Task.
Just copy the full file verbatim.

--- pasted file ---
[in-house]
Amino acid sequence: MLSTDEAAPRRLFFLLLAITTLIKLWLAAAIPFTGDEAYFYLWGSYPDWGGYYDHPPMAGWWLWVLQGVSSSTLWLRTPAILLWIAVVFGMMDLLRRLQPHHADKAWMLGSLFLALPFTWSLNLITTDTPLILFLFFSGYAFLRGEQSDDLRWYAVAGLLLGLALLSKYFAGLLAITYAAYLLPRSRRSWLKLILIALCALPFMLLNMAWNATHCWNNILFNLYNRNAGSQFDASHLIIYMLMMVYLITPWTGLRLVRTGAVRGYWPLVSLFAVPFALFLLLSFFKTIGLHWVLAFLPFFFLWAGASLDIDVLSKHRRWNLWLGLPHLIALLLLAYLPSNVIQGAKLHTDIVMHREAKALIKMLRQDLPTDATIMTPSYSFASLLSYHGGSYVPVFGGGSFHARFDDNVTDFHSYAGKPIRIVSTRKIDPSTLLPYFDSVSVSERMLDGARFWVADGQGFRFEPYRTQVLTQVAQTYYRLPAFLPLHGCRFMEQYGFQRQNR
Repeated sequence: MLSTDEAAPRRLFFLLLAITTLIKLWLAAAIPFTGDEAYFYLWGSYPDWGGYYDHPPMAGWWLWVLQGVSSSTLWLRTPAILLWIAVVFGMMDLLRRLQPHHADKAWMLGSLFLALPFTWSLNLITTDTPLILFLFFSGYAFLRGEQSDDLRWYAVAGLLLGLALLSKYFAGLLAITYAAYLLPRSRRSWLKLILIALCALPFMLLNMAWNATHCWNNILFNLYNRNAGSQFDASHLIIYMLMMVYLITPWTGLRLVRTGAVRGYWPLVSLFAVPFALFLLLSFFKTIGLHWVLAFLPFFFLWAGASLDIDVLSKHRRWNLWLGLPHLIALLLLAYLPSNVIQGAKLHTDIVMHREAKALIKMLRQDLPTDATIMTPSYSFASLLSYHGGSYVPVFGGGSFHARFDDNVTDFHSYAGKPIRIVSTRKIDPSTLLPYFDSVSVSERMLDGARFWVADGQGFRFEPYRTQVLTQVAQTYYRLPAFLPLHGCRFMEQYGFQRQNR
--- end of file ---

[in-house]
Amino acid sequence: MLSTDEAAPRRLFFLLLAITTLIKLWLAAAIPFTGDEAYFYLWGSYPDWGGYYDHPPMAGWWLWVLQGVSSSTLWLRTPAILLWIAVVFGMMDLLRRLQPHHADKAWMLGSLFLALPFTWSLNLITTDTPLILFLFFSGYAFLRGEQSDDLRWYAVAGLLLGLALLSKYFAGLLAITYAAYLLPRSRRSWLKLILIALCALPFMLLNMAWNATHCWNNILFNLYNRNAGSQFDASHLIIYMLMMVYLITPWTGLRLVRTGAVRGYWPLVSLFAVPFALFLLLSFFKTIGLHWVLAFLPFFFLWAGASLDIDVLSKHRRWNLWLGLPHLIALLLLAYLPSNVIQGAKLHTDIVMHREAKALIKMLRQDLPTDATIMTPSYSFASLLSYHGGSYVPVFGGGSFHARFDDNVTDFHSYAGKPIRIVSTRKIDPSTLLPYFDSVSVSERMLDGARFWVADGQGFRFEPYRTQVLTQVAQTYYRLPAFLPLHGCRFMEQYGFQRQNR
Repeated sequence: MLSTDEAAPRRLFFLLLAITTLIKLWLAAAIPFTGDEAYFYLWGSYPDWGGYYDHPPMAGWWLWVLQGVSSSTLWLRTPAILLWIAVVFGMMDLLRRLQPHHADKAWMLGSLFLALPFTWSLNLITTDTPLILFLFFSGYAFLRGEQSDDLRWYAVAGLLLGLALLSKYFAGLLAITYAAYLLPRSRRSWLKLILIALCALPFMLLNMAWNATHCWNNILFNLYNRNAGSQFDASHLIIYMLMMVYLITPWTGLRLVRTGAVRGYWPLVSLFAVPFALFLLLSFFKTIGLHWVLAFLPFFFLWAGASLDIDVLSKHRRWNLWLGLPHLIALLLLAYLPSNVIQGAKLHTDIVMHREAKALIKMLRQDLPTDATIMTPSYSFASLLSYHGGSYVPVFGGGSFHARFDDNVTDFHSYAGKPIRIVSTRKIDPSTLLPYFDSVSVSERMLDGARFWVADGQGFRFEPYRTQVLTQVAQTYYRLPAFLPLHGCRFMEQYGFQRQNR